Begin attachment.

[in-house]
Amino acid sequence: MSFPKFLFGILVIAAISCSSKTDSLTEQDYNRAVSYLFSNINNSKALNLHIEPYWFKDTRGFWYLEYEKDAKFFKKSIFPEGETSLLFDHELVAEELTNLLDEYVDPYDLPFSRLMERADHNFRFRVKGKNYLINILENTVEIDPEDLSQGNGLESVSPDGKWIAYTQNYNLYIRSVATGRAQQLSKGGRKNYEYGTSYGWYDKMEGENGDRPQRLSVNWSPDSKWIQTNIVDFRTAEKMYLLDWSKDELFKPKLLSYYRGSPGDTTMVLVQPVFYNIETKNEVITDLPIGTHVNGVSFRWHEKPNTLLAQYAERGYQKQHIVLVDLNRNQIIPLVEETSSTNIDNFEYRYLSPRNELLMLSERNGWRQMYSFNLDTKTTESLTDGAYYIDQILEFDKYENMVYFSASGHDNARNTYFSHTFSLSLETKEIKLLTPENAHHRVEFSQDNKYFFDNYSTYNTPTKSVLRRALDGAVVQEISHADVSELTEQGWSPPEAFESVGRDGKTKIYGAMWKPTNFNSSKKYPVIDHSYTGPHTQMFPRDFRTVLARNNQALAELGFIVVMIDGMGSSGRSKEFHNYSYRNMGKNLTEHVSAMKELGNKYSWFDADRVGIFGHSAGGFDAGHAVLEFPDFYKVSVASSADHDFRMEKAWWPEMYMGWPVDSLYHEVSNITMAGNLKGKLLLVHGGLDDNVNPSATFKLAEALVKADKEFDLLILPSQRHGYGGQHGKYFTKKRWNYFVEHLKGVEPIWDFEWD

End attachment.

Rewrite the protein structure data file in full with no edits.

[in-house]
Amino acid sequence: MSFPKFLFGILVIAAISCSSKTDSLTEQDYNRAVSYLFSNINNSKALNLHIEPYWFKDTRGFWYLEYEKDAKFFKKSIFPEGETSLLFDHELVAEELTNLLDEYVDPYDLPFSRLMERADHNFRFRVKGKNYLINILENTVEIDPEDLSQGNGLESVSPDGKWIAYTQNYNLYIRSVATGRAQQLSKGGRKNYEYGTSYGWYDKMEGENGDRPQRLSVNWSPDSKWIQTNIVDFRTAEKMYLLDWSKDELFKPKLLSYYRGSPGDTTMVLVQPVFYNIETKNEVITDLPIGTHVNGVSFRWHEKPNTLLAQYAERGYQKQHIVLVDLNRNQIIPLVEETSSTNIDNFEYRYLSPRNELLMLSERNGWRQMYSFNLDTKTTESLTDGAYYIDQILEFDKYENMVYFSASGHDNARNTYFSHTFSLSLETKEIKLLTPENAHHRVEFSQDNKYFFDNYSTYNTPTKSVLRRALDGAVVQEISHADVSELTEQGWSPPEAFESVGRDGKTKIYGAMWKPTNFNSSKKYPVIDHSYTGPHTQMFPRDFRTVLARNNQALAELGFIVVMIDGMGSSGRSKEFHNYSYRNMGKNLTEHVSAMKELGNKYSWFDADRVGIFGHSAGGFDAGHAVLEFPDFYKVSVASSADHDFRMEKAWWPEMYMGWPVDSLYHEVSNITMAGNLKGKLLLVHGGLDDNVNPSATFKLAEALVKADKEFDLLILPSQRHGYGGQHGKYFTKKRWNYFVEHLKGVEPIWDFEWD